3. Meanwhile, Not Only is the Hair Wrap Traditional for Black Women, There Are Black-Owned Businesses With a Very Similar Product; a Satin Hair Bonnet
Black -owned company Bonnet Babe sells satin hair bonnets for $12. Interestingly, it’s also a Canadian company.
And while the bonnet is satin and not silk, the concept of using that kind of cloth is similar in that it helps retain and preserve moisture in hair which helps to strengthen hair as well.
Blogger Mary Anderson wrote, “I wore my bonnet for a full day to slay a racist stereotype.” In the blog she explains the historic use of bonnets.
“For most Black women, wearing a bonnet to sleep is as routine as moisturizing your face before bed. You don’t HAVE to do it, but it does protect your hair, especially if it’s prone to damage, so it’s an essential part of most women’s beauty routines,” she wrote.
On the website for her company, Marantz Lindenberg writes that her concept is based on “silk’s ultra-smooth surface eliminates hair-damaging friction, locks in moisture and distributes hair’s healthy natural oils.”
In other words, the reason Black women use bonnets.
4. Forbes Magazine Called Her ‘NiteCap’ Among the ‘Best the World of Wellness Has to Offer.’ The Black Silk ‘NiteCap’ From Marantz Lindenberg is Called the ‘Cleopatra’ & at $98, is Sold Out
The NiteCaps come in pink, white blue and black, the latter called the ‘Cleopatra.’ And that too has sparked a conversation about appropriation.
“If you’re a Jewish business woman you should know better than to a) use the name Cleopatra to market something as luxurious and b) take from another culture and brand it as your own idea.Shame on Sarah Marantz Lindenberg.”
Forbes magazine said her product was among the ‘Best the World of Wellness Has to Offer,’ and on LinkedIn some reacted negativity to that pronouncement accusing her of a huge markup and cultural appropriation.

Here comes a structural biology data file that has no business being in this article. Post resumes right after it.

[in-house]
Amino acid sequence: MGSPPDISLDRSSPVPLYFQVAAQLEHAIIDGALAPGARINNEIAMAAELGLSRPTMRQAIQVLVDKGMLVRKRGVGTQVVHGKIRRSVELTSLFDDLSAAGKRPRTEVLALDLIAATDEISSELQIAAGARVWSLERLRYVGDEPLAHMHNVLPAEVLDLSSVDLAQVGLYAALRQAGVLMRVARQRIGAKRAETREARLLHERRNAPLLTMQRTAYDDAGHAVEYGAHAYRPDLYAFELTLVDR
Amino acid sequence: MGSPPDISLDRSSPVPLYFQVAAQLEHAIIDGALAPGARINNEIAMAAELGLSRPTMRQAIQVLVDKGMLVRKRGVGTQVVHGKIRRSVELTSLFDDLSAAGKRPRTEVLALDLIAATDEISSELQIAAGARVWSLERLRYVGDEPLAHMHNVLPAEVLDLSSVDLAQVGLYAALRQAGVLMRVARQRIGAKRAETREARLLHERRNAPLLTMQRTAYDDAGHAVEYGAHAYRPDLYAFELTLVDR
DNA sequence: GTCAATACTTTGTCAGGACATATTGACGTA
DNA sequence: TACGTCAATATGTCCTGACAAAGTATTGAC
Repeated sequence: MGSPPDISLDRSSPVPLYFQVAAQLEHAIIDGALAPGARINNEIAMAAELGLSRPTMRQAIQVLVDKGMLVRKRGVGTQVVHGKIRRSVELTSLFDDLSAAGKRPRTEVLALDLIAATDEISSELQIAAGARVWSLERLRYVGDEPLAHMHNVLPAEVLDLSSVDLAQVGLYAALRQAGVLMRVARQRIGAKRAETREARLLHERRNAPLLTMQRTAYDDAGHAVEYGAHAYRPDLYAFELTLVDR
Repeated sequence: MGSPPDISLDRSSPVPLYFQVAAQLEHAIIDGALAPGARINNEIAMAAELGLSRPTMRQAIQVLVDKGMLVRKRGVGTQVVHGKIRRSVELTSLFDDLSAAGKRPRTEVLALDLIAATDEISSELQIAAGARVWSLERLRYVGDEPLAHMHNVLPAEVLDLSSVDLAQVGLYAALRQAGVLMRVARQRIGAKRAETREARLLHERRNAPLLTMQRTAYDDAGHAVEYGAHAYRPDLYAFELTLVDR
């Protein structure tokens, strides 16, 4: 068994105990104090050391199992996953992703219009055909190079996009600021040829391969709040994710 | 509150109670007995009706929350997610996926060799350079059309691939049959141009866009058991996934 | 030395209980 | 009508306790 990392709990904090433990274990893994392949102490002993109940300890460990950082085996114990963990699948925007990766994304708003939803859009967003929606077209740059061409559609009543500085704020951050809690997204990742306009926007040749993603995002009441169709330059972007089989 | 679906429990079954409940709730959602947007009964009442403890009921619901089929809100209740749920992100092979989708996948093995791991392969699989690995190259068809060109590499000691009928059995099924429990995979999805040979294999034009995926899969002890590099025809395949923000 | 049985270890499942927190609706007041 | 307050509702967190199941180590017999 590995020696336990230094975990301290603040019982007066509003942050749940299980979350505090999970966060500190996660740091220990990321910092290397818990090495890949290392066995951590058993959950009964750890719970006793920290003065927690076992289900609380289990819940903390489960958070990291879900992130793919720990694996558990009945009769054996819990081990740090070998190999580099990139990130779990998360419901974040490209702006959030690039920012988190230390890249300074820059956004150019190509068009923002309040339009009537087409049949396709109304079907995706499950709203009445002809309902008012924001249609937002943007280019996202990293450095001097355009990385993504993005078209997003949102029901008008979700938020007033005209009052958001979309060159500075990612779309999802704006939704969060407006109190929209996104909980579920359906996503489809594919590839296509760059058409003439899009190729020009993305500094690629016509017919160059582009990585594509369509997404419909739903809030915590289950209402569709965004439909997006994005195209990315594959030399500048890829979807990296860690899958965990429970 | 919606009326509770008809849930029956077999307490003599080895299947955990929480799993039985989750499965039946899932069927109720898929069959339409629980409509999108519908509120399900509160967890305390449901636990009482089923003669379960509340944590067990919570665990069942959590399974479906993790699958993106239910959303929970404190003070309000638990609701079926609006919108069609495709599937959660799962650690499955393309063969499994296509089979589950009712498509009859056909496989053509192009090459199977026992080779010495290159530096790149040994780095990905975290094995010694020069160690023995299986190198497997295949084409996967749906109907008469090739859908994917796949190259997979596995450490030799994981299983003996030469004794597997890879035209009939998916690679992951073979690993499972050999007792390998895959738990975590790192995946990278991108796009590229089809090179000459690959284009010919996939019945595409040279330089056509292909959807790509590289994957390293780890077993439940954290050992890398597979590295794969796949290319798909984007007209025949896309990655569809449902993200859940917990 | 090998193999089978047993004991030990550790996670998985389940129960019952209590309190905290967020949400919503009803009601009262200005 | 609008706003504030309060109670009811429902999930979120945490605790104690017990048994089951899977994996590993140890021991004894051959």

“Sarah, I think it’s great that you have a business idea but, selling a product at about a 100% markup that has been used by black people for decades isn’t innovative. This is nothing but appropriation,” wrote TedX speaker Krystle Hickman.
5. Marantz Lindenberg is Marketing Director For Pink Tartan. In the Wake of the Criticism, Fashion Magazine has Since Added an ‘Editor’s Note’ & Marantz Lindenberg Responded
After the original article ran, and likely after the outcry, the magazine added a “note” to its article.
(Editor’s note: Though not strictly used just for sleeping, the item has a long history in black hair culture.)
Founder of NiteCap, Marantz Lindenberg is the marketing & E-commerce director of Canadian brand Pink Tartan.
An attempt to obtain comment from Marantz Lindenberg for this article went unanswered. Her Instagram has been set to private.
But on the NiteCap Instagram page, she wrote:
“NiteCap was developed because I was searching for a product that looked and performed exactly the way I wanted, for my own personal use. It was important for me that the product was produced locally in Canada and made from natural fabrics. A small business grew quickly, but in the process I failed to connect it back to the broader historical context. We stand with those who are hurt, and we respect and hear their voices. We’re committed to honouring the historical significance of hair wrapping and this will now be part of our approach.”